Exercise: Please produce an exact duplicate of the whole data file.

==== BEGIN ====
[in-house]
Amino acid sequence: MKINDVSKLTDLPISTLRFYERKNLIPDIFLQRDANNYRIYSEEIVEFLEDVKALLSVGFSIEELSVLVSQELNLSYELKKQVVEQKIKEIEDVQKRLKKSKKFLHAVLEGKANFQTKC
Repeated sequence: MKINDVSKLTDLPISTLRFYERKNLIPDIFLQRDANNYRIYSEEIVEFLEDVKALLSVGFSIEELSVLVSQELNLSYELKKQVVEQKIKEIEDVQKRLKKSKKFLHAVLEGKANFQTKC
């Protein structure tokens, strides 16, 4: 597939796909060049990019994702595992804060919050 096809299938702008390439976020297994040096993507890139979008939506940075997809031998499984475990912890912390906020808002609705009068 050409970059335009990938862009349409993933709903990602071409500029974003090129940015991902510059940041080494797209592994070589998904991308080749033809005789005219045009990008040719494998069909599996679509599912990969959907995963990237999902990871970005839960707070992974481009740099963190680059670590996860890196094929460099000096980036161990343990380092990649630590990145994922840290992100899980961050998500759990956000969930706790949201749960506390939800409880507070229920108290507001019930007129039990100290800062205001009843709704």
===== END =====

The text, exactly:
[in-house]
Amino acid sequence: MKINDVSKLTDLPISTLRFYERKNLIPDIFLQRDANNYRIYSEEIVEFLEDVKALLSVGFSIEELSVLVSQELNLSYELKKQVVEQKIKEIEDVQKRLKKSKKFLHAVLEGKANFQTKC
Repeated sequence: MKINDVSKLTDLPISTLRFYERKNLIPDIFLQRDANNYRIYSEEIVEFLEDVKALLSVGFSIEELSVLVSQELNLSYELKKQVVEQKIKEIEDVQKRLKKSKKFLHAVLEGKANFQTKC
């Protein structure tokens, strides 16, 4: 597939796909060049990019994702595992804060919050 096809299938702008390439976020297994040096993507890139979008939506940075997809031998499984475990912890912390906020808002609705009068 050409970059335009990938862009349409993933709903990602071409500029974003090129940015991902510059940041080494797209592994070589998904991308080749033809005789005219045009990008040719494998069909599996679509599912990969959907995963990237999902990871970005839960707070992974481009740099963190680059670590996860890196094929460099000096980036161990343990380092990649630590990145994922840290992100899980961050998500759990956000969930706790949201749960506390939800409880507070229920108290507001019930007129039990100290800062205001009843709704």